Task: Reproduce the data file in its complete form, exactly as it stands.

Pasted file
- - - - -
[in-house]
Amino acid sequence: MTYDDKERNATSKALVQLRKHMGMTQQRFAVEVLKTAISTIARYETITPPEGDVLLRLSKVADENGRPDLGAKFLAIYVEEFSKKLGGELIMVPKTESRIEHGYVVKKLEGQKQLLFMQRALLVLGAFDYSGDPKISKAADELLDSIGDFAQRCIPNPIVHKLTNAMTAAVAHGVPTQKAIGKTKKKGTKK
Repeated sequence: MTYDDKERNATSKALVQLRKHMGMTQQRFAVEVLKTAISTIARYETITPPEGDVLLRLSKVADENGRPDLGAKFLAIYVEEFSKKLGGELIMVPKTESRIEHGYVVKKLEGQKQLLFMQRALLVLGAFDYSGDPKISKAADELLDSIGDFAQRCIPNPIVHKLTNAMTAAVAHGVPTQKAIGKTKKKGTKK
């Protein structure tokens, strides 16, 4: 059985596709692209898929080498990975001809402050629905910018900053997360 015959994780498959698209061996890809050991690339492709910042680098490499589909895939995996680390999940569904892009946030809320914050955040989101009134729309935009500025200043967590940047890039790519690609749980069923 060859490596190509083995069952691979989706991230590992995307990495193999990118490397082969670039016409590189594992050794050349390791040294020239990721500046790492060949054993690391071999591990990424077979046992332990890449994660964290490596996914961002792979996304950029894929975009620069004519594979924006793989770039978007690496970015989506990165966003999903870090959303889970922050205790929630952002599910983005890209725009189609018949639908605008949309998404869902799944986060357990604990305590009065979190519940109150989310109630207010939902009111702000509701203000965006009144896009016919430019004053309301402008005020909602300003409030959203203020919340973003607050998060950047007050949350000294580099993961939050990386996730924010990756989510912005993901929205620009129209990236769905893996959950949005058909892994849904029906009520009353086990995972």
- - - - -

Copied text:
[in-house]
Amino acid sequence: MTYDDKERNATSKALVQLRKHMGMTQQRFAVEVLKTAISTIARYETITPPEGDVLLRLSKVADENGRPDLGAKFLAIYVEEFSKKLGGELIMVPKTESRIEHGYVVKKLEGQKQLLFMQRALLVLGAFDYSGDPKISKAADELLDSIGDFAQRCIPNPIVHKLTNAMTAAVAHGVPTQKAIGKTKKKGTKK
Repeated sequence: MTYDDKERNATSKALVQLRKHMGMTQQRFAVEVLKTAISTIARYETITPPEGDVLLRLSKVADENGRPDLGAKFLAIYVEEFSKKLGGELIMVPKTESRIEHGYVVKKLEGQKQLLFMQRALLVLGAFDYSGDPKISKAADELLDSIGDFAQRCIPNPIVHKLTNAMTAAVAHGVPTQKAIGKTKKKGTKK
């Protein structure tokens, strides 16, 4: 059985596709692209898929080498990975001809402050629905910018900053997360 015959994780498959698209061996890809050991690339492709910042680098490499589909895939995996680390999940569904892009946030809320914050955040989101009134729309935009500025200043967590940047890039790519690609749980069923 060859490596190509083995069952691979989706991230590992995307990495193999990118490397082969670039016409590189594992050794050349390791040294020239990721500046790492060949054993690391071999591990990424077979046992332990890449994660964290490596996914961002792979996304950029894929975009620069004519594979924006793989770039978007690496970015989506990165966003999903870090959303889970922050205790929630952002599910983005890209725009189609018949639908605008949309998404869902799944986060357990604990305590009065979190519940109150989310109630207010939902009111702000509701203000965006009144896009016919430019004053309301402008005020909602300003409030959203203020919340973003607050998060950047007050949350000294580099993961939050990386996730924010990756989510912005993901929205620009129209990236769905893996959950949005058909892994849904029906009520009353086990995972």